The writings of Plutarch fall naturally into two classes: the historical and the ethical. The chief work in the first class is the ‘Parallel Lives,’ consisting of forty-six biographies arranged in pairs, the life of a Greek being followed in each case by the life of a Roman. Nineteen of these double biographies are accompanied in our text by comparisons of the two characters depicted, though these are probably spurious, and not the work of Plutarch. In this juxtaposition of the great men of the conquered and the conquering race we recognize the patriotic pride of the Greek biographer. Living at a time when his country was in servitude to Rome, he delighted in showing that Greece too, in her palmy days, had produced warriors and statesmen who were worthy to stand in company with the men who had made Rome the mistress of the world. In the selection of his pairs Plutarch was guided, to some extent at least, by a real or fancied resemblance in the public careers of his heroes. Thus he groups together Theseus and Romulus as legendary founders of States, Lycurgus and Numa Pompilius as mythical legislators, Demosthenes and Cicero as orators and statesmen. But in many cases, it must be confessed, the resemblance is slight or entirely wanting.  5
  As a writer of biography the world has scarcely seen the superior of Plutarch. To be sure, his methods of historical research were not severely critical, and modern scholars are forced to use his statements with some degree of caution. But it is biography that he means to write, and not history; and his clear conception of the difference in spirit between the two forms of composition has done much to give his ‘Lives’ their boundless popularity. His purpose was to portray character rather than narrate events. For this purpose the many personal touches which he introduces, the anecdotes which he repeats without too close a scrutiny, are of more value than many pages of meaningless events, however accurately told. He distinctly states in his life of Nicias that he will pass over much that is told by Thucydides, while he endeavors to “gather and propound things not commonly marked and known, which will serve, I doubt not, to decipher the man and his nature.” None of Plutarch’s anecdotes are empty or pointless. They always help to light up the character which he is describing, and many of them are treasures which we could ill afford to spare.  6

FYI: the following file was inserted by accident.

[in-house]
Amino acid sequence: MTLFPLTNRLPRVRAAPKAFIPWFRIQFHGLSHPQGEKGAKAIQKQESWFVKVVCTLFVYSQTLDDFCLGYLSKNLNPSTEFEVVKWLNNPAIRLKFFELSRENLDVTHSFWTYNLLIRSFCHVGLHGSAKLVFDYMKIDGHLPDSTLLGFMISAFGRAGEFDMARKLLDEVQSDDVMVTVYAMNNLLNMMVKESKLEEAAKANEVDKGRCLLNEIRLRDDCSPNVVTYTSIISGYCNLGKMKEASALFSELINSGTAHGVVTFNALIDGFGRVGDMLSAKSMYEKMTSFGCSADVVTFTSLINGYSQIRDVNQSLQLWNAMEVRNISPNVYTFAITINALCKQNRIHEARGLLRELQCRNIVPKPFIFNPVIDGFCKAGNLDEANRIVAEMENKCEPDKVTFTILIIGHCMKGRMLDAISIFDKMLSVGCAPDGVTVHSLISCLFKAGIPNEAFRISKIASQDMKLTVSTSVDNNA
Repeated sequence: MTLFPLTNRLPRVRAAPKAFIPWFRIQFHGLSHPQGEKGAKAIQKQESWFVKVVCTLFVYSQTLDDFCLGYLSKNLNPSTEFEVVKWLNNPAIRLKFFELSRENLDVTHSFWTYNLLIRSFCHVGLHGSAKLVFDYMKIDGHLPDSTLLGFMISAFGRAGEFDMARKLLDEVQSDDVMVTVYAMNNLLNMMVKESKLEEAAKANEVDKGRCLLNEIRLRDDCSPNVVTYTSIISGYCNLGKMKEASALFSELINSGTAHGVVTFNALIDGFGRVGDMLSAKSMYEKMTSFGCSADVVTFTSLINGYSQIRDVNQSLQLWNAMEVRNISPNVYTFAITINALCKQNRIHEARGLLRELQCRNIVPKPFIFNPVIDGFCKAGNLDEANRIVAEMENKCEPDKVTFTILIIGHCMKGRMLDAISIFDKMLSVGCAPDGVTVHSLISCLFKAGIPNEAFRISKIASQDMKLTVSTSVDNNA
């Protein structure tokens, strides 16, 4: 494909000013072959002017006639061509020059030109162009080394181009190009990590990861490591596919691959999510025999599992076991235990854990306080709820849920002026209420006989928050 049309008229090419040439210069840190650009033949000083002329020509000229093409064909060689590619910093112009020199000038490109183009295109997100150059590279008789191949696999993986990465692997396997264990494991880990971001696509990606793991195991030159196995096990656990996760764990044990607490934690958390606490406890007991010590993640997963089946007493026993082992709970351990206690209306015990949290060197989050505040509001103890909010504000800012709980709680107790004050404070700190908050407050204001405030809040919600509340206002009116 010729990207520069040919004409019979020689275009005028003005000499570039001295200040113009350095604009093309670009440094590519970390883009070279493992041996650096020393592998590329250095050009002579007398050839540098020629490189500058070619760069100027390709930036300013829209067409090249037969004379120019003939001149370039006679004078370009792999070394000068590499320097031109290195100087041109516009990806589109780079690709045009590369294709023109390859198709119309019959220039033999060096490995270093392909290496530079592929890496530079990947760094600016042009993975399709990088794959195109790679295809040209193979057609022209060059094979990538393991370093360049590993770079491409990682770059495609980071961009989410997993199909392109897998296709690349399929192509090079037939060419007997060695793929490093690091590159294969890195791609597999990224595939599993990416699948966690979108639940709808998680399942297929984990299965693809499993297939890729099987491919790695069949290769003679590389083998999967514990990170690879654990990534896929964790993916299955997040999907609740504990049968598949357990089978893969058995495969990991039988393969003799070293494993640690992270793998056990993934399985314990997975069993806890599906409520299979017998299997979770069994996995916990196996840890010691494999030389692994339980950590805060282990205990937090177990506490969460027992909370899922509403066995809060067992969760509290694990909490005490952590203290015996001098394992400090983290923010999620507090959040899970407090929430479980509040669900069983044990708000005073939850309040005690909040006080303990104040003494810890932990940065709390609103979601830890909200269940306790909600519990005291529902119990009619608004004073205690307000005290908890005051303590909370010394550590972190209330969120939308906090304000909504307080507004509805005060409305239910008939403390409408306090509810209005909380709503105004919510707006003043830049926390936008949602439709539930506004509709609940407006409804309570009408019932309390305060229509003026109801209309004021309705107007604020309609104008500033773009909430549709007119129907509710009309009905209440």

But besides these bits of personal character, Plutarch abounds in grand historical pictures of a sober eloquence, which touches us all the more because of the severe self-restraint which the writer never lays aside. He never strives for pathos or dramatic effect; and when he thrills his reader it is the result of a passionate earnestness, like that of Thucydides, which cannot be concealed.  7
  In the light of what has been said, it is easy to understand why the ‘Lives’ has been perhaps the most widely beloved among all the literary treasures of Greece. Statesmen and generals, poets and philosophers, alike have expressed their admiration for this book, and the traces of its influence are to be found everywhere in modern literature.  8